Leica M3

The Leica M3 is a 35 mm rangefinder camera by Ernst Leitz GmbH (now Leica Camera AG), introduced in 1954. It was a new starting point for Leitz, which until then had only produced screw-mount Leica cameras that were incremental improvements to its original Leica (Ur-Leica). The M3 introduced several features to the Leica, among them the combination of viewfinder and rangefinder in one bright window, like on the Contax II, and a bayonet lens mount. It was the most successful model of the M series, with over 220,000 units sold by the time production of the M3 model ended in 1966.

It was succeeded by a number of later M series cameras, including the M7 film camera which is still in production today (Wikipedia).

The Dual Range Summicron f/2 lens came with an auxiliary fitting similar to that of the 35mm "specs" attachment with a lens & prism to fit over the view and focus windows. It was used when the camera to subject distance was from the near range minimum of about 18 inches (0.5 meters) to the maximum of 36 inches (0.9 meters). These auxiliary "specs" were removed when focusing in the regular range beyond 36 inches. The Summicron lens could not turn to the near range settings unless the auxiliary "specs" were fitted in place on the lens.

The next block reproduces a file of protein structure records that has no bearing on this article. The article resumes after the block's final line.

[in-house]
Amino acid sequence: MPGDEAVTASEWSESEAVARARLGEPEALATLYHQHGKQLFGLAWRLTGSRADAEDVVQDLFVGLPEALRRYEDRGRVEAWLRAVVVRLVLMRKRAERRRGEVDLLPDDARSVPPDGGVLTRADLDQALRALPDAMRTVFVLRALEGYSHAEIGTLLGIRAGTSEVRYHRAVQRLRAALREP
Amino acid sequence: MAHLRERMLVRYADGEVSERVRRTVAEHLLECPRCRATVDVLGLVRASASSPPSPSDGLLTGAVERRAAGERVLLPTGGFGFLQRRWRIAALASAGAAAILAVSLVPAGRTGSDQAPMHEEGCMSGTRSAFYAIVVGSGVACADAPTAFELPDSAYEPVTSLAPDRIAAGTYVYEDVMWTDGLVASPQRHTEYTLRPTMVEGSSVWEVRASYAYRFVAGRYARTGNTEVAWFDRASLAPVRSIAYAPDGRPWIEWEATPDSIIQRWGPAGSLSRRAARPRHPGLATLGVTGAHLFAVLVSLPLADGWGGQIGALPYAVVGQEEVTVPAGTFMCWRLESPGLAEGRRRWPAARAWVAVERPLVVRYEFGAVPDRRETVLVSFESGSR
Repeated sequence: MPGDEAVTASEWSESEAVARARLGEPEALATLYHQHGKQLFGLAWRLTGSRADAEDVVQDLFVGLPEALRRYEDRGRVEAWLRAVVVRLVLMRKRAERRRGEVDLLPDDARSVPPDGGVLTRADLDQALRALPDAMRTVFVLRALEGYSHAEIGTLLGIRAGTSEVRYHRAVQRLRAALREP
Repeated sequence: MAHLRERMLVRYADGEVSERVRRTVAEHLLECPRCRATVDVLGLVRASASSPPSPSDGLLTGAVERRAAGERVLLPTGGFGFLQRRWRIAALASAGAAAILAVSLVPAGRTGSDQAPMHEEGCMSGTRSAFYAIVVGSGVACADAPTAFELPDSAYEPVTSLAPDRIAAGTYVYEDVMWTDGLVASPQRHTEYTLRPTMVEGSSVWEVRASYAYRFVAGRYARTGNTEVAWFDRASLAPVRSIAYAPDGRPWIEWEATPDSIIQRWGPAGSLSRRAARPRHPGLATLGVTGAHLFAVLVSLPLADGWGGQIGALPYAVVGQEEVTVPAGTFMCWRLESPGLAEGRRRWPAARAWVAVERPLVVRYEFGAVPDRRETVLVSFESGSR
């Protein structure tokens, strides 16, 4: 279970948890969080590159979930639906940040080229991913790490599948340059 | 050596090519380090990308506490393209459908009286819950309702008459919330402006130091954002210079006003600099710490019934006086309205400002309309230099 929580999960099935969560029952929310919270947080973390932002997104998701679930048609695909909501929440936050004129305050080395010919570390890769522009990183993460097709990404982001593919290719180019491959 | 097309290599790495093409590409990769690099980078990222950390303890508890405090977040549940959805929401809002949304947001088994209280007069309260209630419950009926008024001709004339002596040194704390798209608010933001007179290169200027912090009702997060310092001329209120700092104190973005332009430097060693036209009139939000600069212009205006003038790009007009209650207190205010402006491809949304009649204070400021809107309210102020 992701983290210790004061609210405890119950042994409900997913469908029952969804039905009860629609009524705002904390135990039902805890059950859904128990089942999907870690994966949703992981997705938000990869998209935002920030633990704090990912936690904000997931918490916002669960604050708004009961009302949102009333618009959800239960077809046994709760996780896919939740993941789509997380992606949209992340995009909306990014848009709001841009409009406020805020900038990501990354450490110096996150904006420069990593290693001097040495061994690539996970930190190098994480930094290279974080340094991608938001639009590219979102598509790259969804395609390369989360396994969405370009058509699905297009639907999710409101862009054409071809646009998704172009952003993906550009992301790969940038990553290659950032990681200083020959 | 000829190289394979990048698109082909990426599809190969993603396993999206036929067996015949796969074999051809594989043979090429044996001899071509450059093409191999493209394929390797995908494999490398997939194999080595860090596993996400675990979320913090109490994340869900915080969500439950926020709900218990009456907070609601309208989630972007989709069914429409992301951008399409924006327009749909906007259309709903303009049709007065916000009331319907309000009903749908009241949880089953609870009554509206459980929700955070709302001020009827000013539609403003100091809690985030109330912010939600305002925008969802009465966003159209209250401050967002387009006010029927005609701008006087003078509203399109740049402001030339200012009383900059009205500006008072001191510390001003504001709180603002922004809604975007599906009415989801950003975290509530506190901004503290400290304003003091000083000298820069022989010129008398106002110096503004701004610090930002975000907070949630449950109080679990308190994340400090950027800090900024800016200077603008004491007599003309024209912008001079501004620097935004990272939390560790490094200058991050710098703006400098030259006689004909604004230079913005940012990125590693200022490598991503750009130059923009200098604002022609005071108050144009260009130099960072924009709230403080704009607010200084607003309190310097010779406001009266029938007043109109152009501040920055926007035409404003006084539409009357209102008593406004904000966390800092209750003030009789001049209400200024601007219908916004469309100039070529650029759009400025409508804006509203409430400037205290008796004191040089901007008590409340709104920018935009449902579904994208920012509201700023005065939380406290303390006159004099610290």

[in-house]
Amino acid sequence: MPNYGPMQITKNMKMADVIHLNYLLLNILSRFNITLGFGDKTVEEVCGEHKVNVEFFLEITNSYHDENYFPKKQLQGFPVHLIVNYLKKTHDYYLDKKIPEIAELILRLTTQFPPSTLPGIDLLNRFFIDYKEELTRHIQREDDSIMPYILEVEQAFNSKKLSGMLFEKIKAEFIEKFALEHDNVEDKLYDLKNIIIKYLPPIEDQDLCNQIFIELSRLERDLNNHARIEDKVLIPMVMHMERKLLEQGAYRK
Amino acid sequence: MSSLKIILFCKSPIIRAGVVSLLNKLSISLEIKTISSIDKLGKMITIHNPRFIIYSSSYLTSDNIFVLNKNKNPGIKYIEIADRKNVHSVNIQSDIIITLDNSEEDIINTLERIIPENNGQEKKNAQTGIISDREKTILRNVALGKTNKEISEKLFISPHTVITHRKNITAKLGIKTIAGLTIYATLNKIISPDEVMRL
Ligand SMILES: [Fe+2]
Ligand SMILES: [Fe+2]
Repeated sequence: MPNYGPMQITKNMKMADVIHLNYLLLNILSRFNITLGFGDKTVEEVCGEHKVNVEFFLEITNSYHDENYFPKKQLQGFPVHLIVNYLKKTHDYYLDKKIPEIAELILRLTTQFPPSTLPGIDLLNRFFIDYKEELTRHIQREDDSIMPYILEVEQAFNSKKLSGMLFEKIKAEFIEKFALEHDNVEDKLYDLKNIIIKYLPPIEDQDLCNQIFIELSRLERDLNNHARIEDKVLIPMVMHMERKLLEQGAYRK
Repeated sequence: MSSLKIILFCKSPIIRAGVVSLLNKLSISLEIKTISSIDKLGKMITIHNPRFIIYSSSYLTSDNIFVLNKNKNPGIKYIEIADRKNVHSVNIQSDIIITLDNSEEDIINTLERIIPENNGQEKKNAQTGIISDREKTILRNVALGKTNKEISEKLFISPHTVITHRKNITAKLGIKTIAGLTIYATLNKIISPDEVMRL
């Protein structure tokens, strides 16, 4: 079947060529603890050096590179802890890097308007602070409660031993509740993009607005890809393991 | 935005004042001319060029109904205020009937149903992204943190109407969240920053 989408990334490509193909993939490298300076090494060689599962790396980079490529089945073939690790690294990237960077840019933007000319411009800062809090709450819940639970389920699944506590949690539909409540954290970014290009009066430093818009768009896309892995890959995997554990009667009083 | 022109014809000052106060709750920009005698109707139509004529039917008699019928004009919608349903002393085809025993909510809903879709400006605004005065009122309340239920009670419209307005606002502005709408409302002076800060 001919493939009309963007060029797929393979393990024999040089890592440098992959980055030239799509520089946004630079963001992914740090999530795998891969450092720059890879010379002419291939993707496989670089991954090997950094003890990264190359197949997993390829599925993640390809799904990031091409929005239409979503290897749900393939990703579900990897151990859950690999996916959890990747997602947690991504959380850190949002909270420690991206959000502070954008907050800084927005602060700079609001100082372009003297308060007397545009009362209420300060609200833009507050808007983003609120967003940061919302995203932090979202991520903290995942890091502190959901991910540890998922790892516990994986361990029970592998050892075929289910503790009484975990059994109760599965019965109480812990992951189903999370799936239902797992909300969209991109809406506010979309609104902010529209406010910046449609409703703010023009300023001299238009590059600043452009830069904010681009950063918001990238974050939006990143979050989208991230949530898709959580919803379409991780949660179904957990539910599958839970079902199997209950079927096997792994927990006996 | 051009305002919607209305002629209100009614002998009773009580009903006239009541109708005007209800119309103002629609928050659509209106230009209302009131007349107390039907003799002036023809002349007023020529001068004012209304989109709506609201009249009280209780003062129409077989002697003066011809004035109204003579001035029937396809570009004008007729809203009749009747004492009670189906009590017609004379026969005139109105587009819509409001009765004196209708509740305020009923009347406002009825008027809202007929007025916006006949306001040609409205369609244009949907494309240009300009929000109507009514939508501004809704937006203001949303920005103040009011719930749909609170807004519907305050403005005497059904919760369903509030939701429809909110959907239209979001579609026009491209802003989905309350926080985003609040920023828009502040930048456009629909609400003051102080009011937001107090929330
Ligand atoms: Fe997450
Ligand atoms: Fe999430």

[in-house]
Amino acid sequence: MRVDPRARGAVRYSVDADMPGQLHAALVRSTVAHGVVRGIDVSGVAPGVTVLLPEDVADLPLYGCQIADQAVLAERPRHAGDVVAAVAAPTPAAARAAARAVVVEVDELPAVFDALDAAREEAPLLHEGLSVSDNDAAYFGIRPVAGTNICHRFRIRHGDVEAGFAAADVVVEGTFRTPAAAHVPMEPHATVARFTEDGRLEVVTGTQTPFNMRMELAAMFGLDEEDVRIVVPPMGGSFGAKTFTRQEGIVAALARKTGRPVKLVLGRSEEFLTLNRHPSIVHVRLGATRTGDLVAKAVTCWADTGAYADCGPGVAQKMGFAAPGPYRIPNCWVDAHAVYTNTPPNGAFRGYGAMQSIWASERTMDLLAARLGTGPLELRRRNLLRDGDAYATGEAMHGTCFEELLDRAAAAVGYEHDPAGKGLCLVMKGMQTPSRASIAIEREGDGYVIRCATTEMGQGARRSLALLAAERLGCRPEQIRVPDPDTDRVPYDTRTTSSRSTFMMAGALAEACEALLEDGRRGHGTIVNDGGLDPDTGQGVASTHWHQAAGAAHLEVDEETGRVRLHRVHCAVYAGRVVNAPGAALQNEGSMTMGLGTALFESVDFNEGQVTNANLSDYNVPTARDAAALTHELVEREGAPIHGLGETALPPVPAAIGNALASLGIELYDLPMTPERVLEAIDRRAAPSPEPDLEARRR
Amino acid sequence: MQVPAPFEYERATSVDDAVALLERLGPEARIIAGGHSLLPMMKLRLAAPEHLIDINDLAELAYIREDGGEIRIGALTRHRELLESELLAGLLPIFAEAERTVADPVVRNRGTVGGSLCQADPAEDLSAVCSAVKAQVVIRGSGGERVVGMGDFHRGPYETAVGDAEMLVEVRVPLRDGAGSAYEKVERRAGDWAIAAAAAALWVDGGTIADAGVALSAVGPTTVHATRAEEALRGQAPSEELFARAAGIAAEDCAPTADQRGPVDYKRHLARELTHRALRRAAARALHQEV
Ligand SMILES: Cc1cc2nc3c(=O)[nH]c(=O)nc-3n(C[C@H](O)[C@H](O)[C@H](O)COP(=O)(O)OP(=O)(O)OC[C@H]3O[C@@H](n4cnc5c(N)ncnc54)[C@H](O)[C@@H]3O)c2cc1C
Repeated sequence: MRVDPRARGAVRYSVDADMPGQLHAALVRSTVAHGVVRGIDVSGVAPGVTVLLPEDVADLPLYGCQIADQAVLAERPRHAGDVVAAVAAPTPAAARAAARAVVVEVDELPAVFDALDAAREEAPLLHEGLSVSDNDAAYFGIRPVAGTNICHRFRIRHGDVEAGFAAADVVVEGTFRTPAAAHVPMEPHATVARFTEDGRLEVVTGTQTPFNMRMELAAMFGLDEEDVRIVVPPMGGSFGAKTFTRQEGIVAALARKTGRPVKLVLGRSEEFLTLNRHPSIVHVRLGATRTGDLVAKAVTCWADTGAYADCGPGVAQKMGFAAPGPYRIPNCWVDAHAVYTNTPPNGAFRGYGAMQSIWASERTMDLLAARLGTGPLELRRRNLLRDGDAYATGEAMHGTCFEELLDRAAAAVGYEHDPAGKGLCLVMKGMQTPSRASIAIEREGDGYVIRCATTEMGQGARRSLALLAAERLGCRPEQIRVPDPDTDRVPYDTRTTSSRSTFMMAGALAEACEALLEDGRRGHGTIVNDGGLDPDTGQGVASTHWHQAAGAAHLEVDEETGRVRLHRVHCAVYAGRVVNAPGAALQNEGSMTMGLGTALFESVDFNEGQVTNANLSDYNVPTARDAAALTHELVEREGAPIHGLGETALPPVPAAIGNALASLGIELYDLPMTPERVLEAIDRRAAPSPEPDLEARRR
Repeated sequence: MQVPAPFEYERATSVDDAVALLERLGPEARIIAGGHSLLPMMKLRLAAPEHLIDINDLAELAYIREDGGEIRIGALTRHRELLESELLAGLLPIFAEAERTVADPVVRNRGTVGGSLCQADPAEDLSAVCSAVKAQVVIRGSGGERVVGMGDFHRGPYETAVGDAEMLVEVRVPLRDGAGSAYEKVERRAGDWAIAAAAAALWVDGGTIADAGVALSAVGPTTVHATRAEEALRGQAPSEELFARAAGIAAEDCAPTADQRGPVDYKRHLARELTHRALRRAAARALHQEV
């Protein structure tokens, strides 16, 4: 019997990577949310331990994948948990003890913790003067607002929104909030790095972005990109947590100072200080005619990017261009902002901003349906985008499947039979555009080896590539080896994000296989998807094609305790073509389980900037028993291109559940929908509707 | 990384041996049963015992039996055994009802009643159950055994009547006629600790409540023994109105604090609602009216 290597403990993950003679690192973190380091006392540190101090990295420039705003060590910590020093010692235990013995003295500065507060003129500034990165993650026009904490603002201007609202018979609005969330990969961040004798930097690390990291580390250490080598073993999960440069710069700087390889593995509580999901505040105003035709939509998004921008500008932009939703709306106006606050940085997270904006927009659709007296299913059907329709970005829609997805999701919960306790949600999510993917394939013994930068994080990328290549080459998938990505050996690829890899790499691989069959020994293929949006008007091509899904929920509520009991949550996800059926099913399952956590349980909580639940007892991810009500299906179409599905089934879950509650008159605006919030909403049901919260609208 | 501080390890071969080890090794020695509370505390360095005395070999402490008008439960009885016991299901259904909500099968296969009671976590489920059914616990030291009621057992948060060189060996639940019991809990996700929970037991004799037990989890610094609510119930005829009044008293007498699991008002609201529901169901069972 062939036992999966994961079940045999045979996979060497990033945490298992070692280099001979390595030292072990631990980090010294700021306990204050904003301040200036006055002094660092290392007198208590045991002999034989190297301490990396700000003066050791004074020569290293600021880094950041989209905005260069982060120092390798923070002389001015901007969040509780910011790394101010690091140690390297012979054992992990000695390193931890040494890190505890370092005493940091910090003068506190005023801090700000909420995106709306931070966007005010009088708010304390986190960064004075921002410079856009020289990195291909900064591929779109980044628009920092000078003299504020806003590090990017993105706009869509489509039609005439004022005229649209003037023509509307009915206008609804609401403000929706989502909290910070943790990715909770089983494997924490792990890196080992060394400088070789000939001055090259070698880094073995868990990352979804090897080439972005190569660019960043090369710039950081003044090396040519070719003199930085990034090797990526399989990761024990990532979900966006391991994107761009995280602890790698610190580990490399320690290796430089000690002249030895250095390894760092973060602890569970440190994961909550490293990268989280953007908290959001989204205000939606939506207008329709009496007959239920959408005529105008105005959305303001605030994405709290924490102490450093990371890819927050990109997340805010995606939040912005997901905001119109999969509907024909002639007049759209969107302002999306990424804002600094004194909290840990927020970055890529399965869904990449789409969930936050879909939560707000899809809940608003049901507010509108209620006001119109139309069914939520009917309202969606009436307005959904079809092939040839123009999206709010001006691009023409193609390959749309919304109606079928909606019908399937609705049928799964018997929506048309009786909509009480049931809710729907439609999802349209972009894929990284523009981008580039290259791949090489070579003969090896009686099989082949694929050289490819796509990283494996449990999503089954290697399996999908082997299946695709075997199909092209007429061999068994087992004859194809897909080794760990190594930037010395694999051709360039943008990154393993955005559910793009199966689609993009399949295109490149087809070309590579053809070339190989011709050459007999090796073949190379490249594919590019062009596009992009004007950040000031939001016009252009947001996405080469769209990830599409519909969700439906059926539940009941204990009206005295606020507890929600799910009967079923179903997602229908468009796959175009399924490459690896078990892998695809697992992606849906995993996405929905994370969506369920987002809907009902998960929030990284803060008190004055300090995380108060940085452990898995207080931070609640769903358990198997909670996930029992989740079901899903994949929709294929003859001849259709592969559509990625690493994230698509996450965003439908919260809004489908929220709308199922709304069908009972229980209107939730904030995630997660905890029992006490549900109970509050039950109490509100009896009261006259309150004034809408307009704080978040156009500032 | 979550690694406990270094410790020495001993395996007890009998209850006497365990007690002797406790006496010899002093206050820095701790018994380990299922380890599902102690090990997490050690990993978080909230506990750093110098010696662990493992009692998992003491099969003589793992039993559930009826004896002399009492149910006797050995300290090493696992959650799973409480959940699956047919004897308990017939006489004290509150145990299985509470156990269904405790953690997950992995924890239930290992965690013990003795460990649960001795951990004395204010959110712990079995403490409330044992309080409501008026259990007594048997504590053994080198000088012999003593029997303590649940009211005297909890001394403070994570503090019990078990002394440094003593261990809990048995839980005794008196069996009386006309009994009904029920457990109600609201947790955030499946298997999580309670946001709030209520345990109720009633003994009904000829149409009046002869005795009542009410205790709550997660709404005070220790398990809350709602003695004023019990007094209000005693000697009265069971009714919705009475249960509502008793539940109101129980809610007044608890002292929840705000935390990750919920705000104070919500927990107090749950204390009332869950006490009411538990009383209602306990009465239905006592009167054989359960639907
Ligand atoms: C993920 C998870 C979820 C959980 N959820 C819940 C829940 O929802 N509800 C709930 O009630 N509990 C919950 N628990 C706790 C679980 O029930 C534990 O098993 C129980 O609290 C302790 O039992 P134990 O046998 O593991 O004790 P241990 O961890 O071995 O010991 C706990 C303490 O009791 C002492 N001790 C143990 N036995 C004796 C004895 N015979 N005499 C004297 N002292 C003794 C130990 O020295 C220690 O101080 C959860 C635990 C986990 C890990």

Early M3s had a double stroke advance lever, like the Neoca 2s would. Later models (from model no 915 251) had single-stroke levers, which quickened up operation of the camera.

Early models used a glass plate to keep the film flat; later models used a metal plate.

Loading of the film is done by removing the bottom plate, like on the Leica II and III series; A Door flap on the rear of the camera can be raised, allowing for easier access to the film and overcoming a problem associated with these earlier screw lens fitting Leicas. The film is inserted from the bottom of the camera pre-attached to the take-up spool. Special cassettes were also available. (Wikipedia).


with 1958 Dual Range Summicron f2 (50 mm)
fitted "specs" attachment over the view and focus windows.
metal plate and take-up spool
ring to use thread lens of 39 mm (usually called LTM lenses)
leather case for the "specs" attachement
(from model no 915 251) had single-stroke levers
with 1973 Elmar-C 90
with with Soviet Orion 15 (28 mm) LTM lens


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